Division of Gastroenterology and Hepatology, Medical College of Wisconsin, Milwaukee, Wisconsin.
Center for Health Services Research in Primary Care, Durham VA Health Care System, Durham, North Carolina.
Duke University School of Medicine, Durham, North Carolina.
Pain Research, Informatics, Multimorbidities, and Education (PRIME) Center, VA Connecticut Healthcare System West Haven, Connecticut.
Department of Psychiatry.
Department of Internal Medicine.
Department of Emergency Medicine, Yale University School of Medicine, New Haven, Connecticut.
VA Central Western Massachusetts Healthcare System, Leeds, Massachusetts.
University of Massachusetts Medical School, Worcester, Massachusetts, USA.
Chronic pain is a significant problem in patients living with hepatitis C virus (HCV). Tobacco smoking is an independent risk factor for high pain intensity among veterans. This study aims to examine the independent associations with smoking and HCV on pain intensity, as well as the interaction of smoking and HCV on the association with pain intensity.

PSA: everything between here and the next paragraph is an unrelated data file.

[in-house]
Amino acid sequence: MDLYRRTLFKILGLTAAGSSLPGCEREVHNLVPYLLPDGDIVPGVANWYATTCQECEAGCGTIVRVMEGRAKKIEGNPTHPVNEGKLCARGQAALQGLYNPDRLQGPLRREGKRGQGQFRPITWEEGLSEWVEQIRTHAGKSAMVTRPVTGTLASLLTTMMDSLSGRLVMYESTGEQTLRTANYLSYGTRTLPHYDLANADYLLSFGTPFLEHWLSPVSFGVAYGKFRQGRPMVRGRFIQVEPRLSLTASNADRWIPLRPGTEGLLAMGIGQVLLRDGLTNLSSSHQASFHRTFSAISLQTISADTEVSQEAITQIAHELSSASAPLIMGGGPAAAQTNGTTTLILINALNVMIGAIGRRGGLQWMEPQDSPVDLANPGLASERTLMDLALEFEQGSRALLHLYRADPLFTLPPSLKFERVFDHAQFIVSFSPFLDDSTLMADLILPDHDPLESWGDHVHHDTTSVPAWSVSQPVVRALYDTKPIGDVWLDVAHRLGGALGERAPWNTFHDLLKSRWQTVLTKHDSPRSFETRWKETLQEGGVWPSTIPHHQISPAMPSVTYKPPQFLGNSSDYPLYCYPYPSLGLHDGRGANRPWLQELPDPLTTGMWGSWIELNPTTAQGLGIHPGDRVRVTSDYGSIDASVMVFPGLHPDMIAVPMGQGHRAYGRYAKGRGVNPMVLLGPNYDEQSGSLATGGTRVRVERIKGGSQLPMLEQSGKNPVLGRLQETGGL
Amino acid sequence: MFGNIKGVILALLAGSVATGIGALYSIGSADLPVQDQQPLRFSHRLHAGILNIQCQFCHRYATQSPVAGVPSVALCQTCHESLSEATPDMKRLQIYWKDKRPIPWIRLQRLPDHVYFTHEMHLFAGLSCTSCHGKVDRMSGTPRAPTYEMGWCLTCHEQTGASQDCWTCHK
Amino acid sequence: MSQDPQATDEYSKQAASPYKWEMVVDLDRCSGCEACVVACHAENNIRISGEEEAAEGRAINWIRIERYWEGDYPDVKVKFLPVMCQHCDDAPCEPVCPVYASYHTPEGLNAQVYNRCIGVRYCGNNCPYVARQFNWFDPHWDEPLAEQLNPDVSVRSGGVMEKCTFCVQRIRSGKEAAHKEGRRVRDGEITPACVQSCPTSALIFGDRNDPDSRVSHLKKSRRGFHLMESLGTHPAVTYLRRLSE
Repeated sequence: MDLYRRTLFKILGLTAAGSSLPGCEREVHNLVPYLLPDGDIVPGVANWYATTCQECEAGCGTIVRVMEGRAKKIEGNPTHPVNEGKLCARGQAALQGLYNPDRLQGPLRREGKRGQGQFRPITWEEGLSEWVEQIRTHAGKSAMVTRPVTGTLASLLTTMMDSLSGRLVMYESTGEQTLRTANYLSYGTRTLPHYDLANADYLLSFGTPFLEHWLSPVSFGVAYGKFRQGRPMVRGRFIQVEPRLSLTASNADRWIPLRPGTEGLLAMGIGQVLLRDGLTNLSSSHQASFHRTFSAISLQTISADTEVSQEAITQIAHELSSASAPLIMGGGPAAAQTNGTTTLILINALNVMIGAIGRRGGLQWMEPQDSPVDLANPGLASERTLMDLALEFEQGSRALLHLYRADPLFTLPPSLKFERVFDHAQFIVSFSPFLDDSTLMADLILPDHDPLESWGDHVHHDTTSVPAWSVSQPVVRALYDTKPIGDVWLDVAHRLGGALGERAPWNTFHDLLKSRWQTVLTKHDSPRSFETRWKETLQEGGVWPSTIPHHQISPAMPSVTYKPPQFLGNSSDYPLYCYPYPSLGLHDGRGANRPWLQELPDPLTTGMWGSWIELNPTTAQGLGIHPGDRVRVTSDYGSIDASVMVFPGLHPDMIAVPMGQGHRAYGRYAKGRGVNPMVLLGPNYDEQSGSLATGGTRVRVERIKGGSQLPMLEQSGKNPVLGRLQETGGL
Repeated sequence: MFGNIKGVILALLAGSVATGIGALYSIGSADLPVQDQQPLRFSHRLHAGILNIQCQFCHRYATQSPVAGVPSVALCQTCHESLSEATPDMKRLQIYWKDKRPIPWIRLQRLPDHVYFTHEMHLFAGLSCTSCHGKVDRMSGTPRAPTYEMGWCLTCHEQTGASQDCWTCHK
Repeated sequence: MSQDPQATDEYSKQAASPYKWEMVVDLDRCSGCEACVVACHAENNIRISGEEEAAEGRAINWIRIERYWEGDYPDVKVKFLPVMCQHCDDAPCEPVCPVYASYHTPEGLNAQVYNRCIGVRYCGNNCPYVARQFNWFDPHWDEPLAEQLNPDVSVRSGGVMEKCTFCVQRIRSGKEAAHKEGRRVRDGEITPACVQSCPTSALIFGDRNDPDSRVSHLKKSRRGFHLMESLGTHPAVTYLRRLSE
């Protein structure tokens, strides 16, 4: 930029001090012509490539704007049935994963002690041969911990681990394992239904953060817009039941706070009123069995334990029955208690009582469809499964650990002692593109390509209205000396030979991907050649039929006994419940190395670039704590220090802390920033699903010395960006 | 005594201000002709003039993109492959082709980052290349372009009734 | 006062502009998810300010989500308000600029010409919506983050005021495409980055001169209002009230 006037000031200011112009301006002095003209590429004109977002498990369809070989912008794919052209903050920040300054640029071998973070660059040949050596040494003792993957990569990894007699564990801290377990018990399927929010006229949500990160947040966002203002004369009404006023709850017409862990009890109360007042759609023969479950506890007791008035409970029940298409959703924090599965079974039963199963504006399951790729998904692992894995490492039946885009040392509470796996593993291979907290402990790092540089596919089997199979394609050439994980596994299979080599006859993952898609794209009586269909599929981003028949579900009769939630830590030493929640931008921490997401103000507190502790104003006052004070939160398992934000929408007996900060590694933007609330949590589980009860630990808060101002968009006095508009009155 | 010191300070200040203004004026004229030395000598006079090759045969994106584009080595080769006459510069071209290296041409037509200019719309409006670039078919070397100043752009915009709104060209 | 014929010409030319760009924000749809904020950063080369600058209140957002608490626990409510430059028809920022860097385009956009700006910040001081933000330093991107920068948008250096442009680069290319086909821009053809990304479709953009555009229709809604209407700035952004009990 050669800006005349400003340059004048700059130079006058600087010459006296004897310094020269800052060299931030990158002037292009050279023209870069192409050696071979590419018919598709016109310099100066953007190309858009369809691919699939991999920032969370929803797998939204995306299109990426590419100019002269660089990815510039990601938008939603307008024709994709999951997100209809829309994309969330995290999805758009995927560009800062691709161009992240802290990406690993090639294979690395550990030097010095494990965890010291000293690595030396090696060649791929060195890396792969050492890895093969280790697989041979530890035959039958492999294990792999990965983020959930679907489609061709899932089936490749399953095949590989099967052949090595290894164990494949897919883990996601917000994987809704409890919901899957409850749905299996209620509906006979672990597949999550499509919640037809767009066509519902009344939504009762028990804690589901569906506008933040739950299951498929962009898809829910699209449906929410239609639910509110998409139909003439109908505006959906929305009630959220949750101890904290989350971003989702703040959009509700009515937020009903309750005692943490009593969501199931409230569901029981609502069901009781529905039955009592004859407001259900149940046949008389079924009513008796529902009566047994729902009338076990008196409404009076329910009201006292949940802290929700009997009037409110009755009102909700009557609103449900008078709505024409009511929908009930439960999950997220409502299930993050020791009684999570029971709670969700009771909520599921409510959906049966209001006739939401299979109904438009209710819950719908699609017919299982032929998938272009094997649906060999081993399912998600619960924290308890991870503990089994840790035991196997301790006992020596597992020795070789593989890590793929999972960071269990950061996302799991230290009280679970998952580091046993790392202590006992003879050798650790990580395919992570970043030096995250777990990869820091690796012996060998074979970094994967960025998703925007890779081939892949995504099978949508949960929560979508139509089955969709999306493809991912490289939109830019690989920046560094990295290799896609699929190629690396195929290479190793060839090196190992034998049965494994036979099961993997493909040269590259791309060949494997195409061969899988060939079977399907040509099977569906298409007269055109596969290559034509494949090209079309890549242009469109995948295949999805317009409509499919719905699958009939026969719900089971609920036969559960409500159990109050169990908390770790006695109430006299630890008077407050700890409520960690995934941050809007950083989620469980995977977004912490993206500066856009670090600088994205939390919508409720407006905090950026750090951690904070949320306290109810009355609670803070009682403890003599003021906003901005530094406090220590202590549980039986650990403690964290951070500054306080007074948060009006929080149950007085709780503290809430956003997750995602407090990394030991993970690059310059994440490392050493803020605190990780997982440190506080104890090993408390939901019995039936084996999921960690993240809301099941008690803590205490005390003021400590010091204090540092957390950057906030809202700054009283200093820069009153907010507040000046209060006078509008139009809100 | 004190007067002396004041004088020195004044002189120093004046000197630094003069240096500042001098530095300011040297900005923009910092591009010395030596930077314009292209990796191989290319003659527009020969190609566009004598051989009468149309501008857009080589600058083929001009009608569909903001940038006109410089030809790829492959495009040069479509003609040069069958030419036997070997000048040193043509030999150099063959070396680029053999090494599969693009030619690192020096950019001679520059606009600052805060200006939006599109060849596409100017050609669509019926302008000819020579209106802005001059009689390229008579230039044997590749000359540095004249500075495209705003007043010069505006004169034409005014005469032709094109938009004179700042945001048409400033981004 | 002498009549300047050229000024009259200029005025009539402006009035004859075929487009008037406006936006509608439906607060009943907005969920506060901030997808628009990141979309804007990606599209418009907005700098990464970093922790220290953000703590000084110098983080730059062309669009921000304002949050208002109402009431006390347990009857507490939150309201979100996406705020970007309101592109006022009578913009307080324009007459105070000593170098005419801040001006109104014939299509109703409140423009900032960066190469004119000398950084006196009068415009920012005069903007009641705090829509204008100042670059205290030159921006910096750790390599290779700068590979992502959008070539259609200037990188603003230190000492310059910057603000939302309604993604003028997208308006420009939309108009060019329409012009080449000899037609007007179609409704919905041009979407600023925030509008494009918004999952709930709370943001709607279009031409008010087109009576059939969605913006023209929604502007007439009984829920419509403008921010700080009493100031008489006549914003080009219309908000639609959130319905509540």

Cross-sectional analysis of a cohort study of veterans of Operations Enduring Freedom/Iraqi Freedom/New Dawn (OEF/OIF/OND) who had at least one visit to a Veterans Health Administration (VHA) primary care clinic between 2001 and 2014.
HCV was identified using ICD-9 codes from electronic medical records (EMRs). Pain intensity, reported on a 0-10 numeric rating scale, was categorized as none/mild (0-3) and moderate/severe (4-10).
Among 654,841 OEF/OIF/OND veterans (median age [interquartile range] = 26 [23-36] years), 2,942 (0.4%) were diagnosed with HCV. Overall, moderate/severe pain intensity was reported in 36% of veterans, and 37% were current smokers. The adjusted odds of reporting moderate/severe pain intensity were 1.23 times higher (95% confidence interval [CI] = 1.14-1.33) for those with HCV and 1.26 times higher (95% CI = 1.25-1.28) for current smokers. In the interaction model, there was a significant Smoking Status × HCV interaction (P = 0.03). Among veterans with HCV, smoking had a significantly larger association with moderate/severe pain (adjusted odds ratio [OR] = 1.50, P < 0.001) than among veterans without HCV (adjusted OR = 1.26, P < 0.001).
We found that current smoking is more strongly linked to pain intensity among veterans with HCV. Further investigations are needed to explore the impact of smoking status on pain and to promote smoking cessation and pain management in veterans with HCV.